||This article possibly contains original research. (November 2012)|
Jugaad (alternatively Juggaar) is a colloquial Hindi-Urdu word that can mean an innovative fix or a simple work-around, used for solutions that bend rules, or a resource that can be used as such, or a person who can solve a complicated issue. It is used as much to describe enterprising street mechanics as for political fixers. This meaning is often used to signify creativity to make existing things work or to create new things with meagre resources.
The Jugaad concept can be contrasted with the Western (originally American) concept of a hack or kludge. Although in its general meaning "hack" is very similar to "jugaad", a jugaad can be thought of more as a survival tactic; in contrast, a hack, especially nowadays, is seen an intellectual art form. Both concepts express a need to do what needs to be done, without regard to what is conventionally supposed to be possible.
Jugaad is increasingly accepted as a management technique and is recognised all over the world as an acceptable form of frugal engineering at peak in India. Companies in India are adopting Jugaad as a practise to reduce research and development costs. Jugaad also applies to any kind of creative and out of the box thinking or life hacking, which maximises resources for a company and its stakeholders.
Etymology and variants
In Urdu, the word includes the letter ṛē in the end making the pronunciation Juggaar. In Punjabi language it is pronounced as Jugard or Jugaad, in Sanskrit language the word is Yukti, colloquial Yugat.
Jugaads cost around Rs. 50,000 (about US$800). They are powered by diesel engines originally intended to power agricultural irrigation pumps. They are known for poor brakes, and cannot go faster than about 60 km/h (37 mph). The vehicle often carries more than 20 people at a time in remote locations and poor road conditions. Today, a jugaad is one of the most cost effective transportation solutions for rural Indians.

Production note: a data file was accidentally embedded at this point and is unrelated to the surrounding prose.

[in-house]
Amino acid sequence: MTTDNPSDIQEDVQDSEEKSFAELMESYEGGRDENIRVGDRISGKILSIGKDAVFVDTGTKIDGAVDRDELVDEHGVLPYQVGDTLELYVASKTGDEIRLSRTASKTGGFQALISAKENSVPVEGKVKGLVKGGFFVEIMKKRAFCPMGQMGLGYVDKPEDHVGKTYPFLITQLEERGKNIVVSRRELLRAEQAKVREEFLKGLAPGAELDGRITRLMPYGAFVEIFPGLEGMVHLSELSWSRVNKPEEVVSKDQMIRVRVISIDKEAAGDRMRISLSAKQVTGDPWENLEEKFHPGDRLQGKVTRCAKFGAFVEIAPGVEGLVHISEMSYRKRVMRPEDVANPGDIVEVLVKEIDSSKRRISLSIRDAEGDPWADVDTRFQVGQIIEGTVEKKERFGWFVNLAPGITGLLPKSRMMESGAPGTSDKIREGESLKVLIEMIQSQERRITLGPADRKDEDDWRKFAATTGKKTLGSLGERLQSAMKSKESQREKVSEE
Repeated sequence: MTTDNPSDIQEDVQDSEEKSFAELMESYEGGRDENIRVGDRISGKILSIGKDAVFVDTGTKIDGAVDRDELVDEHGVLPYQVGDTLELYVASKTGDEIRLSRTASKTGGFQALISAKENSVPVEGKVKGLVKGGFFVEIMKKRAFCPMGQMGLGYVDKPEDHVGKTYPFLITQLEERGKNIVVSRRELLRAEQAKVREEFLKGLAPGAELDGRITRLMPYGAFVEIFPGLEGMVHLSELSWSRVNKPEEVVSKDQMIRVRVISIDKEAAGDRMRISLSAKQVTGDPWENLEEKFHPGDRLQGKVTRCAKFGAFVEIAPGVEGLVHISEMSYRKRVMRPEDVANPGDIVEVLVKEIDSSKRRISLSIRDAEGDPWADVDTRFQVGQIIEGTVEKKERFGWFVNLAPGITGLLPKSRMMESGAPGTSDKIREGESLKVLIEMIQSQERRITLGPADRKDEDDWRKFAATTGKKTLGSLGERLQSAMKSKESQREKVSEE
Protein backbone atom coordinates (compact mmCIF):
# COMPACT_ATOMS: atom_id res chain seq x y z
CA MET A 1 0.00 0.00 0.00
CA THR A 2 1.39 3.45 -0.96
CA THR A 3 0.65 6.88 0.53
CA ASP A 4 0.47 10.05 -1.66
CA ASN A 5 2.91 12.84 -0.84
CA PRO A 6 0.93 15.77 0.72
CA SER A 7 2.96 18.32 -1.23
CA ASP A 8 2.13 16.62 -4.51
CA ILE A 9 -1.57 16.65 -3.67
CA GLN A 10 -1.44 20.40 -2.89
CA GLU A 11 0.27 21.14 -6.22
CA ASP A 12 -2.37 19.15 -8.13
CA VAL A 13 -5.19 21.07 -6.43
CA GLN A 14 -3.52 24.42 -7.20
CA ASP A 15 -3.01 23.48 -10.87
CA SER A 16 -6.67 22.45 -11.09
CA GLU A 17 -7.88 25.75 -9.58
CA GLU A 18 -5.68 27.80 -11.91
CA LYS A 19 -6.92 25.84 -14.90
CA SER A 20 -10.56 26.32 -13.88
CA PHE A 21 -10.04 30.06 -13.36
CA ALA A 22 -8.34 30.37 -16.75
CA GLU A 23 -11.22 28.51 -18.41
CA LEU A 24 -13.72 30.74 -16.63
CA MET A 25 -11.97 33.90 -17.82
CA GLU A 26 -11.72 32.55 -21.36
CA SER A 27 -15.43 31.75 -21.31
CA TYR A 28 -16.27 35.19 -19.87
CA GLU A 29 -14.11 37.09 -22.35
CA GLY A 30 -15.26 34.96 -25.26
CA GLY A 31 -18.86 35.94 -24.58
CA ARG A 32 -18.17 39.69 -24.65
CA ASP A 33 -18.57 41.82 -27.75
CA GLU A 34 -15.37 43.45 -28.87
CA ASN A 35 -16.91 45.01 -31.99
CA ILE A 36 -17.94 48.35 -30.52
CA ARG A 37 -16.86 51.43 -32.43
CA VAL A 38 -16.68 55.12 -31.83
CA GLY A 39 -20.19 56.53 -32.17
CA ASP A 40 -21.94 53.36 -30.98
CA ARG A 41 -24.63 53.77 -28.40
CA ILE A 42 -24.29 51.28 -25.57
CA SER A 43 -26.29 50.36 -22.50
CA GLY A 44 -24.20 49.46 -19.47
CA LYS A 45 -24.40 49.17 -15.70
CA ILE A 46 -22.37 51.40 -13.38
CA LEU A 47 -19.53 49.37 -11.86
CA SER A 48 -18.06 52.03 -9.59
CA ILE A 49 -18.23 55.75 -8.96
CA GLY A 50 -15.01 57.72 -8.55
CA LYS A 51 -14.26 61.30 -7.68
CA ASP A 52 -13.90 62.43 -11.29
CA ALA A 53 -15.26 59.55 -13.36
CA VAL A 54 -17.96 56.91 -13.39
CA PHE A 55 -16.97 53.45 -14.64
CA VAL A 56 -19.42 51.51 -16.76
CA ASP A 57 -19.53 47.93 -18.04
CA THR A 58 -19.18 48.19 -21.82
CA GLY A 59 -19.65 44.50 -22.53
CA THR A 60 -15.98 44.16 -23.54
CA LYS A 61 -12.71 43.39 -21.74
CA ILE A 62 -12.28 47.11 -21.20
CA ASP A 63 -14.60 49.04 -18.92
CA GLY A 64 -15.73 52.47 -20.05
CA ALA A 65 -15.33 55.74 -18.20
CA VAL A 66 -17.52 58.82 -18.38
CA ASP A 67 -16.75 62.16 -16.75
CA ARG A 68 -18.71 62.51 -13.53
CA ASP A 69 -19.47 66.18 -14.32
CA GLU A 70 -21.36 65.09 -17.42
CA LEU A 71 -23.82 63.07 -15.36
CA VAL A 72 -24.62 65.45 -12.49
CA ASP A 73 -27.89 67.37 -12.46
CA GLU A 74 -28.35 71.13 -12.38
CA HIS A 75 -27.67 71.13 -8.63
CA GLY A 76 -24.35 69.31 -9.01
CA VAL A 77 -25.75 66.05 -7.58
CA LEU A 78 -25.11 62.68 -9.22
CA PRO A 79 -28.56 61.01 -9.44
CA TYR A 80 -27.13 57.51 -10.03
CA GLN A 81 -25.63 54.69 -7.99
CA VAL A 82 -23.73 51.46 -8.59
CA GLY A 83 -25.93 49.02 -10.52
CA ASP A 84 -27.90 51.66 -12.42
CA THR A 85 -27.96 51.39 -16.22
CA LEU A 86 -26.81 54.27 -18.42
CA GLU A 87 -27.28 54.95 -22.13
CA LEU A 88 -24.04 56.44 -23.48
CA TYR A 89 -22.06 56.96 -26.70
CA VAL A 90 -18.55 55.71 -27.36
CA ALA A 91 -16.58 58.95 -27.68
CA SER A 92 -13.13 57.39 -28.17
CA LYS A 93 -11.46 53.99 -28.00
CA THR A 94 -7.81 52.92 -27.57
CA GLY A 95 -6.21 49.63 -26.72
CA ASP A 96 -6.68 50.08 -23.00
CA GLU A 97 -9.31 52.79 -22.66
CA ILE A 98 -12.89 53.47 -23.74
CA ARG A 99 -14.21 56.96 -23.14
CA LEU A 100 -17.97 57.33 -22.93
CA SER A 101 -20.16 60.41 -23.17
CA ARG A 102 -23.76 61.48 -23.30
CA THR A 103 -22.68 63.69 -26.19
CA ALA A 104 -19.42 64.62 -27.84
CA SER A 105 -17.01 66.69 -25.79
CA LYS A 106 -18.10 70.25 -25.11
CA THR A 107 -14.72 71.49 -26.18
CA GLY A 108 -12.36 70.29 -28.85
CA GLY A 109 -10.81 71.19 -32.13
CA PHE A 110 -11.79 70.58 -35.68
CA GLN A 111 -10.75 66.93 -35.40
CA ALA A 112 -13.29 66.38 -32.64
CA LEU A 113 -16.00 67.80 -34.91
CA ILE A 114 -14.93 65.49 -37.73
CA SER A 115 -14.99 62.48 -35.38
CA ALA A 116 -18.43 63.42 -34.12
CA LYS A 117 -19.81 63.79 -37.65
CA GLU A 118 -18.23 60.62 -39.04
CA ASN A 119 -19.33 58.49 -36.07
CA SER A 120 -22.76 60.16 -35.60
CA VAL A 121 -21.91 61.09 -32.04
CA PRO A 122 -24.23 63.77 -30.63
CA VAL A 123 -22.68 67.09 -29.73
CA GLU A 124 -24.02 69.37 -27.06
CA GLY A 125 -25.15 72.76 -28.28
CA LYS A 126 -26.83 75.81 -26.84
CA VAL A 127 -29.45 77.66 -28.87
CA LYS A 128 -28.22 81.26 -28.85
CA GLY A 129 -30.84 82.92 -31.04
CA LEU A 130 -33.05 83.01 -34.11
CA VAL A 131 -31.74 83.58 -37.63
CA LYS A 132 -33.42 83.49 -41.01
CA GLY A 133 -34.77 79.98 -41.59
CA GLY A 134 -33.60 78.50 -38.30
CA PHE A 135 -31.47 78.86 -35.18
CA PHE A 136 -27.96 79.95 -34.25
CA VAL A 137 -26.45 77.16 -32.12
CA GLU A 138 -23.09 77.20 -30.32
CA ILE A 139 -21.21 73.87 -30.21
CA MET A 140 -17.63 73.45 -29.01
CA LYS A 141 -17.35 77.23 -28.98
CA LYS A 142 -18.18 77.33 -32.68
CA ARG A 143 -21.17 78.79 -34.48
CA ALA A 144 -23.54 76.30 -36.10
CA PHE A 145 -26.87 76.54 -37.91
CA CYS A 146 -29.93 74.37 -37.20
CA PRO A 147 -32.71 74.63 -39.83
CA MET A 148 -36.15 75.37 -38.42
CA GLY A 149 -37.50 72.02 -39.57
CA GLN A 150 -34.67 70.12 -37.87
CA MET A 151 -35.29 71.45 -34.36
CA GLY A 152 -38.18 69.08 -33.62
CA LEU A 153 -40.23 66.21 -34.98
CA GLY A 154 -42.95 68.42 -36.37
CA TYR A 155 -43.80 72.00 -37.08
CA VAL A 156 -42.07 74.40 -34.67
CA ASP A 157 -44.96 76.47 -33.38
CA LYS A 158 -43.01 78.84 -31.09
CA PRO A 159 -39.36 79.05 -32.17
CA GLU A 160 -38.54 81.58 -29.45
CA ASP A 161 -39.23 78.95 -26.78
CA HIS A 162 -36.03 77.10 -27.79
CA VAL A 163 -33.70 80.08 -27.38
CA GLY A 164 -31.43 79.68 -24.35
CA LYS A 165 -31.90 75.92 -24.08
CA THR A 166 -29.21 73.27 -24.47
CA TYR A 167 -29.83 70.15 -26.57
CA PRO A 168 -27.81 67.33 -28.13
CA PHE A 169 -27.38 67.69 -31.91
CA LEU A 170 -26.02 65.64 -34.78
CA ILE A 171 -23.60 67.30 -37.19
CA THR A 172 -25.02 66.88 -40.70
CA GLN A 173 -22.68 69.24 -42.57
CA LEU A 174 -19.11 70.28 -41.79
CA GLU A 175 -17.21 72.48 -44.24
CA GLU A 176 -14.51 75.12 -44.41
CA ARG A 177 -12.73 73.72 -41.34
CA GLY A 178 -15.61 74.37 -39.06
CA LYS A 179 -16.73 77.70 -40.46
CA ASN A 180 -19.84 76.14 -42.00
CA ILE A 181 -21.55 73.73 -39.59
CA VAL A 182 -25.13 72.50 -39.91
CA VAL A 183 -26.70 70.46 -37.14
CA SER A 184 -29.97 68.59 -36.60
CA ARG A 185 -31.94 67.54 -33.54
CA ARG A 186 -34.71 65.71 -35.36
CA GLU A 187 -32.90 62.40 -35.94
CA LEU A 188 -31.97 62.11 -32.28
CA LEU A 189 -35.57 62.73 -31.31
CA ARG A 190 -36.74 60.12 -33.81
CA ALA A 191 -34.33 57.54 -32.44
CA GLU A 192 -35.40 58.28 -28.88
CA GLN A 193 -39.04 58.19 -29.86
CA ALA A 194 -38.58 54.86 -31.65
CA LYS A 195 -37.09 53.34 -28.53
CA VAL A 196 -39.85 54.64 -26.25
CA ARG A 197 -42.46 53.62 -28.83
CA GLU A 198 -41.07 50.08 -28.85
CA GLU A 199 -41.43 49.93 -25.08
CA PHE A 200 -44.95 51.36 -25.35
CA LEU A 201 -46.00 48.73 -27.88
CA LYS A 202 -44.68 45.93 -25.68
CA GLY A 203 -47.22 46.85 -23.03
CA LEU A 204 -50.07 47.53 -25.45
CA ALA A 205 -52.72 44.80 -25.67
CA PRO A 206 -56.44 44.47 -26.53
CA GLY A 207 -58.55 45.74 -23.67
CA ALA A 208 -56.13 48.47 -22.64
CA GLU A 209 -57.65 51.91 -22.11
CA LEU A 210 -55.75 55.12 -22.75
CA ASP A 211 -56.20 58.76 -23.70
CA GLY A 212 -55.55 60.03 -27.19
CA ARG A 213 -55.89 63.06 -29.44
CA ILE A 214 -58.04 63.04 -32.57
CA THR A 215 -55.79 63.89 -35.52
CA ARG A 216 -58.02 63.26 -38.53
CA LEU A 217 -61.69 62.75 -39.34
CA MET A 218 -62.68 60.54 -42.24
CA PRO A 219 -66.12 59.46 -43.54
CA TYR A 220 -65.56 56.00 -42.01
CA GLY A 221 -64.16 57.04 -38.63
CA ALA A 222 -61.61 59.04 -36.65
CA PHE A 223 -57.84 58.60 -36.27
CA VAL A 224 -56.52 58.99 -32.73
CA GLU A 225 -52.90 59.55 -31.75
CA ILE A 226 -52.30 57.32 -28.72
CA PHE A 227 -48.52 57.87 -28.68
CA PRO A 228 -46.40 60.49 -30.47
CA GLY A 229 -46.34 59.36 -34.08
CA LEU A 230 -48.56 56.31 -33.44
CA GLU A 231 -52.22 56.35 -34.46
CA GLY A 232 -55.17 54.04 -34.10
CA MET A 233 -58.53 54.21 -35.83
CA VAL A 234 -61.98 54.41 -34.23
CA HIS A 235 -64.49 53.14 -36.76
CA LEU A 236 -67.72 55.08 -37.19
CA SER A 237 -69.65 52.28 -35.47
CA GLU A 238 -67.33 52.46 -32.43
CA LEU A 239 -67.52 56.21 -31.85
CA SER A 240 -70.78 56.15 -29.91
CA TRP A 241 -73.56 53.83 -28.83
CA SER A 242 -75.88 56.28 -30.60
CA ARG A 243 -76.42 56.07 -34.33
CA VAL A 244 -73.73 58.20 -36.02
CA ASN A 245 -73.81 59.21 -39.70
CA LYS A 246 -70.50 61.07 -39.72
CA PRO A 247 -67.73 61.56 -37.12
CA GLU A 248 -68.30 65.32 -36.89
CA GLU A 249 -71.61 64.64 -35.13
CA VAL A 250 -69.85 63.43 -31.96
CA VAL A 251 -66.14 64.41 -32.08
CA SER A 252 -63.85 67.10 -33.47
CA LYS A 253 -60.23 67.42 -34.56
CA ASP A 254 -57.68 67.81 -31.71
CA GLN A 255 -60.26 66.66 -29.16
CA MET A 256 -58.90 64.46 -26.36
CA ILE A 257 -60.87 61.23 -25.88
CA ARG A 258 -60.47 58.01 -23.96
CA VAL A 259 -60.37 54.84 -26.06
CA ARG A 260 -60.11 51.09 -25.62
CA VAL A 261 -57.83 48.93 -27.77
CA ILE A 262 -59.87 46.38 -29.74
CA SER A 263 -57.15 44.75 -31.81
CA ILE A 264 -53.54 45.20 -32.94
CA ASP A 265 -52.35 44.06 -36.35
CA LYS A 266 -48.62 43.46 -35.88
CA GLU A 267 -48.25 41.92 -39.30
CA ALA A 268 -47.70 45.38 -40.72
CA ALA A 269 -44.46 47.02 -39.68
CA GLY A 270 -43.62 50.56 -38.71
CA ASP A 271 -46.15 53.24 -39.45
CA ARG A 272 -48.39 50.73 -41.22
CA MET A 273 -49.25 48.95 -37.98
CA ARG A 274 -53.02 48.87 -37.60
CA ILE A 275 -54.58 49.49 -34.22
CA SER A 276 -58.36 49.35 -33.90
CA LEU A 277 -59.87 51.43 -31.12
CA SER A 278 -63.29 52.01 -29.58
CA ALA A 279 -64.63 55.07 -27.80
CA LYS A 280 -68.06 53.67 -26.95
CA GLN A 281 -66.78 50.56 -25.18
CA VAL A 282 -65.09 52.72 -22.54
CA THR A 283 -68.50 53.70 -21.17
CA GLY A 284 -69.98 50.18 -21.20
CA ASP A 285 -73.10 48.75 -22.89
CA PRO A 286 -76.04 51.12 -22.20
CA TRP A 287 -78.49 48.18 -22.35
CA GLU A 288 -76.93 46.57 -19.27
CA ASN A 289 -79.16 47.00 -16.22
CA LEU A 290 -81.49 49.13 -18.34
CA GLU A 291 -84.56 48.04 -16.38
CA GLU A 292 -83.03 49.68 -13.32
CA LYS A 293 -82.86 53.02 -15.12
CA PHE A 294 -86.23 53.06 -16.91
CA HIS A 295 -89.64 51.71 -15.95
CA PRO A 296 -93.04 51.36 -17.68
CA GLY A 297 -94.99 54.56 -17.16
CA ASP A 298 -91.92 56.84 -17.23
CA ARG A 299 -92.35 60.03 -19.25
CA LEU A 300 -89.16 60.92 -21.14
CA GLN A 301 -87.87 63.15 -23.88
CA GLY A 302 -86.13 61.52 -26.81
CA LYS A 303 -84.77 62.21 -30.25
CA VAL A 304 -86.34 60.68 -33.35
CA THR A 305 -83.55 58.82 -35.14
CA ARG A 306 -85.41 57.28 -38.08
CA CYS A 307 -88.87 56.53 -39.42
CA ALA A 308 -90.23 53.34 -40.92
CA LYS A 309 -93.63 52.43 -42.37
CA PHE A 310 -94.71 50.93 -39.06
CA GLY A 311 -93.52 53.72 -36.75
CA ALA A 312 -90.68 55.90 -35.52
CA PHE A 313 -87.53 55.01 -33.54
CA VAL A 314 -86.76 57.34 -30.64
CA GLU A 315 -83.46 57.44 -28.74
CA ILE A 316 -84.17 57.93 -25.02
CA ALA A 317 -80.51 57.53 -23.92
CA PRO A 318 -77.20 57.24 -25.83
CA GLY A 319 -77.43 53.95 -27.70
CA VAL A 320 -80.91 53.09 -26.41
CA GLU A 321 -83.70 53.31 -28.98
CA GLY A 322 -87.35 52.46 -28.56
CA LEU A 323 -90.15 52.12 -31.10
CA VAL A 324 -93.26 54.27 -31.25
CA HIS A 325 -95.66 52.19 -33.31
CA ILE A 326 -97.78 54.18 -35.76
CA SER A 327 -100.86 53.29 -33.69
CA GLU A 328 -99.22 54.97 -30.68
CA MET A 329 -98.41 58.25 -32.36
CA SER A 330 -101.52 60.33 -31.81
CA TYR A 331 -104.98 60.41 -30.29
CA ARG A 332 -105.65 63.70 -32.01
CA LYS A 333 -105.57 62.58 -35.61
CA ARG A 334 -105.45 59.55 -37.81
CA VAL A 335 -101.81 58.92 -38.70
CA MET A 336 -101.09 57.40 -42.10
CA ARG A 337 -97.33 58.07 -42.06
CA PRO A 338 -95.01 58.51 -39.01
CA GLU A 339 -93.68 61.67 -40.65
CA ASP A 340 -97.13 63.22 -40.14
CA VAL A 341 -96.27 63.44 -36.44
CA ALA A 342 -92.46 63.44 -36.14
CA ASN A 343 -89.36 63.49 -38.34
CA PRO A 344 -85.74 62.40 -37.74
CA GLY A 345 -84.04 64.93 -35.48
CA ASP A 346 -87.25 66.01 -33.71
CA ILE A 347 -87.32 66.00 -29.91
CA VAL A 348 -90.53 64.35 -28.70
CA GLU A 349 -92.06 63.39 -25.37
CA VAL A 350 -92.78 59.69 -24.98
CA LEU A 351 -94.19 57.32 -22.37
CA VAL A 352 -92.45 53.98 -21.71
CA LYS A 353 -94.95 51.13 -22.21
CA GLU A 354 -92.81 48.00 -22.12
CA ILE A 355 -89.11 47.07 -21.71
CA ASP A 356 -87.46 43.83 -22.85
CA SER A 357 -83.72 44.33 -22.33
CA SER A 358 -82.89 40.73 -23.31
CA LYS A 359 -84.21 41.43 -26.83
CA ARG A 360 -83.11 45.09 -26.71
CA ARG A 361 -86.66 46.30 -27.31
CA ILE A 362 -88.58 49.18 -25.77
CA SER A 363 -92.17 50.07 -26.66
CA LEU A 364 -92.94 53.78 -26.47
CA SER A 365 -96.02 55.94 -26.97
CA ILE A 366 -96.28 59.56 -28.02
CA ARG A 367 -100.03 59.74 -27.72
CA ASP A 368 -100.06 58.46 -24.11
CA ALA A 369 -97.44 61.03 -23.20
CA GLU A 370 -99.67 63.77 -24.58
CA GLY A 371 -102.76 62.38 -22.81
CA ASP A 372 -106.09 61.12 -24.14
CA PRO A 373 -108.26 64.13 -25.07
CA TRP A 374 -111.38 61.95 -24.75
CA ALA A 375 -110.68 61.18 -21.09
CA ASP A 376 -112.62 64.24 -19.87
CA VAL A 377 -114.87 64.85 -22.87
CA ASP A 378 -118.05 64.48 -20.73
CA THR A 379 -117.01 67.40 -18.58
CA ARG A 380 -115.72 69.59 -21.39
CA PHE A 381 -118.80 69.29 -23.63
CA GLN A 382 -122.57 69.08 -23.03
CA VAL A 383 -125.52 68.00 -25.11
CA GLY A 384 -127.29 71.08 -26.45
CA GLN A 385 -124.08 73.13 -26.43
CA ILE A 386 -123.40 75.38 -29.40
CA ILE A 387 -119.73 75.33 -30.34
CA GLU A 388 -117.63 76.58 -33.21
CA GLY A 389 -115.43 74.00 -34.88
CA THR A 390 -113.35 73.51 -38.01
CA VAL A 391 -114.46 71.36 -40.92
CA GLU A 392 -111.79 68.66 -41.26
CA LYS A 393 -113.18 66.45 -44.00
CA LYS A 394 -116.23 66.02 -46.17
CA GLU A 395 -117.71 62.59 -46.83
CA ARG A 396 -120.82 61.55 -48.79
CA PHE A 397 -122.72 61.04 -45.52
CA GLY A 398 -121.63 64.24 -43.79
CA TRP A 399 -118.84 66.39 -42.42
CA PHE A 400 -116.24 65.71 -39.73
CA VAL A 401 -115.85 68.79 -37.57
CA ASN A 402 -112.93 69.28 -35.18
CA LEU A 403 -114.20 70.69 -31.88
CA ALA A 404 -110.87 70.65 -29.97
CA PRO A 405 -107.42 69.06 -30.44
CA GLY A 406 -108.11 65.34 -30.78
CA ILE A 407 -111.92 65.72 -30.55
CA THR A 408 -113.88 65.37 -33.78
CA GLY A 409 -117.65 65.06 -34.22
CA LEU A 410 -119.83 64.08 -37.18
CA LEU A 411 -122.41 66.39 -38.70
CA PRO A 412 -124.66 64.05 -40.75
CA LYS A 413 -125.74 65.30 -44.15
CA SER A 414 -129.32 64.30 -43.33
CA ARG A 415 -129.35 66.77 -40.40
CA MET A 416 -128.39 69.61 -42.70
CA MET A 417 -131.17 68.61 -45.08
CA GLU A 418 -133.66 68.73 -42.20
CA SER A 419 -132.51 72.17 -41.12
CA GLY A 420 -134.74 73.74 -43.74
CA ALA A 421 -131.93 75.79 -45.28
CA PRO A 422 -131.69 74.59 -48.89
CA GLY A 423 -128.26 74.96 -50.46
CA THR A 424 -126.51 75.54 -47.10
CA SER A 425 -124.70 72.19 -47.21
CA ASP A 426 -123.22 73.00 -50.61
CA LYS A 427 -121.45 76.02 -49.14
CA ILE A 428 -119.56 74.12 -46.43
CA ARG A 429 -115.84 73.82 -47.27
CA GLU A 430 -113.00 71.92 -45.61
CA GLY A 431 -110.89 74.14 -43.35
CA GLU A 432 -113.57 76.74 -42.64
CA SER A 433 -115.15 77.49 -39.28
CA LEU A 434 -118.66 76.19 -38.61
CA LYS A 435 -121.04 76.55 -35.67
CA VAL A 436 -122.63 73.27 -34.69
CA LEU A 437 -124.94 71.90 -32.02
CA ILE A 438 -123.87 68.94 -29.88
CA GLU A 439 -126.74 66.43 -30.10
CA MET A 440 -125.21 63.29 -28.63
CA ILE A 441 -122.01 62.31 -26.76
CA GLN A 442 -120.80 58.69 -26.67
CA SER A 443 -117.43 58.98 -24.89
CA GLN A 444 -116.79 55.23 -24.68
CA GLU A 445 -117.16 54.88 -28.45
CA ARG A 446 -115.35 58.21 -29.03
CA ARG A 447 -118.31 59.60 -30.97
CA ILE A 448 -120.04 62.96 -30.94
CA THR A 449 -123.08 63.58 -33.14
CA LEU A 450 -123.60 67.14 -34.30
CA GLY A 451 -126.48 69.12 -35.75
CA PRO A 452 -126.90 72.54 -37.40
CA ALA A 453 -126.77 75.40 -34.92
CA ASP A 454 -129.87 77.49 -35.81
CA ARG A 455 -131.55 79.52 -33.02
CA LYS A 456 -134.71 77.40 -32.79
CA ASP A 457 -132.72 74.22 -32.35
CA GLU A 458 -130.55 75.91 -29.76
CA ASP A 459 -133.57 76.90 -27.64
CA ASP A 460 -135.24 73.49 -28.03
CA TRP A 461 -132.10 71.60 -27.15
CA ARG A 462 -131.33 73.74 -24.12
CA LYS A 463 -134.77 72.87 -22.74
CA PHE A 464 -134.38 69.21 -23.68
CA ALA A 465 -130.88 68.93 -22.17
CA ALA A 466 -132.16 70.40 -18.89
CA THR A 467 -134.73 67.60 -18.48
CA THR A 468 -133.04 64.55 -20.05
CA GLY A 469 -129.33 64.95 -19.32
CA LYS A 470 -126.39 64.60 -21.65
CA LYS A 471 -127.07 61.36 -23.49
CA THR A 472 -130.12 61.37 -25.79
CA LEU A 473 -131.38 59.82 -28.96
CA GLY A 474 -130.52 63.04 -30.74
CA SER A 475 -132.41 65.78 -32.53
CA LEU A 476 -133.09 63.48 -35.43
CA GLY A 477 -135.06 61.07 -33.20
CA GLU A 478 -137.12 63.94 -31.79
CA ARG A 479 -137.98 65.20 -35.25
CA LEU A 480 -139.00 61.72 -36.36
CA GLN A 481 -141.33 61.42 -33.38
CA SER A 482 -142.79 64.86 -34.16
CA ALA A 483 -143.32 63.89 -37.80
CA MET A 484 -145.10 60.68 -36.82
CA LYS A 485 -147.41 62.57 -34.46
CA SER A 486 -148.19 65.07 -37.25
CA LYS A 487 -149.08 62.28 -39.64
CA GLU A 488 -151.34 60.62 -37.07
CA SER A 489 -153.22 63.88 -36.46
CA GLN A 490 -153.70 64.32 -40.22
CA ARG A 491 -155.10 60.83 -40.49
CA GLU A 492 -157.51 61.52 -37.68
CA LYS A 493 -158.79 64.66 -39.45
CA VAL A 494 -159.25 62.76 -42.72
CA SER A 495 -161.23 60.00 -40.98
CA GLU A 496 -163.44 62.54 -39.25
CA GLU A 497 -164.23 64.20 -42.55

Though no statistical data is available, it is reported that there are a number of instances of failing brakes, requiring a passenger to jump off and manually apply a wooden block as a brake. These vehicles do not have any vehicle registration plate, as they are not registered with the Regional Transport Office (RTO). Hence, no road tax is paid on them.
Jugaads are not officially recognised as road-worthy, and despite a few proposals to regulate them, vote-bank politics have trumped safety concerns. The improvised vehicles have now become rather popular as a means to transport all manner of burdens, from lumber to steel rods to school children. For safety reasons the government of India has officially banned Jugaad vehicles.
A variant of the Jugaad vehicle in Tamil Nadu in South India is the Meen Body Vandi. This roughly translates to "fish bed vehicle" because they originated among local fishermen who needed a quick and cheap transport system to transport fish. It is a motorised tri-wheeler (derived from the non-motorized variant) with a heavy-duty suspension and a motorcycle engine—typically recycled from Czech Yezdi or Enfield bullet vehicles. Its origins are typical of other Jugaadu innovations—dead fish are typically considered unhygienic, and vehicles that carry them cannot be typically used to carry anything else. Similar vehicles can be found throughout much of Southeast Asia.
- Bodge, an English term of similar meaning
- Chindōgu, a Japanese term for useful but unusual inventions
- Gung-ho, a technique of guerilla industry employed at the Chinese Industrial Cooperatives in WWII
- Kludge, an American-English term of similar meaning
- System D in French, is a shorthand term that refers to a manner of responding to challenges that requires one to have the ability to think fast, to adapt, and to improvise when getting a job done
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